Autophagy and cancer
Karakaş, Hacer Ezgi and Gözüaçık, Devrim (2014) Autophagy and cancer. Turkish Journal of Biology, 38 (6). pp. 720-739. ISSN 1300-0152 (Print) 1303-6092 (Online)
Official URL: http://dx.doi.org/10.3906/biy-1408-16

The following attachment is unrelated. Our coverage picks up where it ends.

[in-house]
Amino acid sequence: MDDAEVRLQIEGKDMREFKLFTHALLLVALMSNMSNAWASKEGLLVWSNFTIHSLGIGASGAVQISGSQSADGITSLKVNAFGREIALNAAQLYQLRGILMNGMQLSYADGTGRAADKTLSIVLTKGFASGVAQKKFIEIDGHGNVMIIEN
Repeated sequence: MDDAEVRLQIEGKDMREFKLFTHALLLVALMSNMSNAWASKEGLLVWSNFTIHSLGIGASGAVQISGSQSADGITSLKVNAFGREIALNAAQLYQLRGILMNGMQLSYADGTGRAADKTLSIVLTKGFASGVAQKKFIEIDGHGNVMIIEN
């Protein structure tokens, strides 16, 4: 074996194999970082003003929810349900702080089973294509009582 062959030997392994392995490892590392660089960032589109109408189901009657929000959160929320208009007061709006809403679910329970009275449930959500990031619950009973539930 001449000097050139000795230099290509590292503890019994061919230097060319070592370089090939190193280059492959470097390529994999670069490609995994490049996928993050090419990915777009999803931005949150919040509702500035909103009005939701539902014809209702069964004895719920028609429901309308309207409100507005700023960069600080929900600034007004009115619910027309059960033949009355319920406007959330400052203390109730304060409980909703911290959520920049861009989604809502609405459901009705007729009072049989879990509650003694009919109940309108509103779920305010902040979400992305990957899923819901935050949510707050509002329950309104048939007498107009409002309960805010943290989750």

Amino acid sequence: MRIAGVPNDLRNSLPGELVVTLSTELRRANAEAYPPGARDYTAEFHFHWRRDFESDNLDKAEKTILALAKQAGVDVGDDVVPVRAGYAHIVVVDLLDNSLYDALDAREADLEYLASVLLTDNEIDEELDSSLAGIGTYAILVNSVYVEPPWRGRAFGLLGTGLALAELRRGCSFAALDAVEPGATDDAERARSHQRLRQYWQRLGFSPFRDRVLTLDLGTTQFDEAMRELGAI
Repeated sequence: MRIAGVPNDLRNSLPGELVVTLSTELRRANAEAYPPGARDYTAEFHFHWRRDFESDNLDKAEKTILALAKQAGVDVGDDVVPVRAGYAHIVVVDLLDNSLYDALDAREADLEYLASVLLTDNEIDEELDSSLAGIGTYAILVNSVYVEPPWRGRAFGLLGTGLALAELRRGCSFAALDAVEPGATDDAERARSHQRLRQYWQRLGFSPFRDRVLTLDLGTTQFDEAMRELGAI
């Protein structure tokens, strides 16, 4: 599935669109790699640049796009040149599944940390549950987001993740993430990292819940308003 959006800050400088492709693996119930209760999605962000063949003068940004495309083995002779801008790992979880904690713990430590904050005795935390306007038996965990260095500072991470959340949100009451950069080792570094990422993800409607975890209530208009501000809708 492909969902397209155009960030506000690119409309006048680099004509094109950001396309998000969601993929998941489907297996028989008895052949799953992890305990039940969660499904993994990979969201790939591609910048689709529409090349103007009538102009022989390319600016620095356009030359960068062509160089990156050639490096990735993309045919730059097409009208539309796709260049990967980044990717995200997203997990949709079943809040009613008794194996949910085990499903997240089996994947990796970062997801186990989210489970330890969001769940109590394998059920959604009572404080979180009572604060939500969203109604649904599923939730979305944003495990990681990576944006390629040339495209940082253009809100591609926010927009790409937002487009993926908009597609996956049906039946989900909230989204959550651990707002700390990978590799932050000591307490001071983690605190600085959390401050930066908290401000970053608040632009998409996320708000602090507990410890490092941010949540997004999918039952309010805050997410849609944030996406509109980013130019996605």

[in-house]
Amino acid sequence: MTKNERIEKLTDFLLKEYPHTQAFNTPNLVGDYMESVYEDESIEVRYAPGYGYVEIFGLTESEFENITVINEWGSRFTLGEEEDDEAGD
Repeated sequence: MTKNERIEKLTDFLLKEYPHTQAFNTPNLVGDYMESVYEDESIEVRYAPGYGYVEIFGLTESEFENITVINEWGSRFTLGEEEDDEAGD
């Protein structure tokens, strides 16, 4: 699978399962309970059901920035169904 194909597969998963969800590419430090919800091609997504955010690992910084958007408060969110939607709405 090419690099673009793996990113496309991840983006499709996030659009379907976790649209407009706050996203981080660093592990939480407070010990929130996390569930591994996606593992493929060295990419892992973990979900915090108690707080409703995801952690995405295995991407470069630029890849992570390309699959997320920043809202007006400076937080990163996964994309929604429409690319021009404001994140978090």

Autophagy is an evolutionary conserved intracellular degradation and stress response mechanism that is mainly responsible for the breakdown and recycling of cytoplasmic materials, including long-lived proteins, protein aggregates, and damaged organelles. In this way, autophagy provides the cell with building blocks and allows the maintenance of homeostasis under stress conditions such as growth factor deficiency, nutrient deprivation, hypoxia, and toxins. Consequently, abnormalities of autophagy contribute to a number of pathologies ranging from neurodegenerative diseases to cancer. Autophagy was reported to have a dual role in cancer. Depending on cancer stage, autophagy seems to act as tumor suppressor or as a mechanism supporting tumor growth and spread. In this review, we provide a summary of the relevant literature and discuss the role of autophagy in cancer formation and chemotherapy responses.
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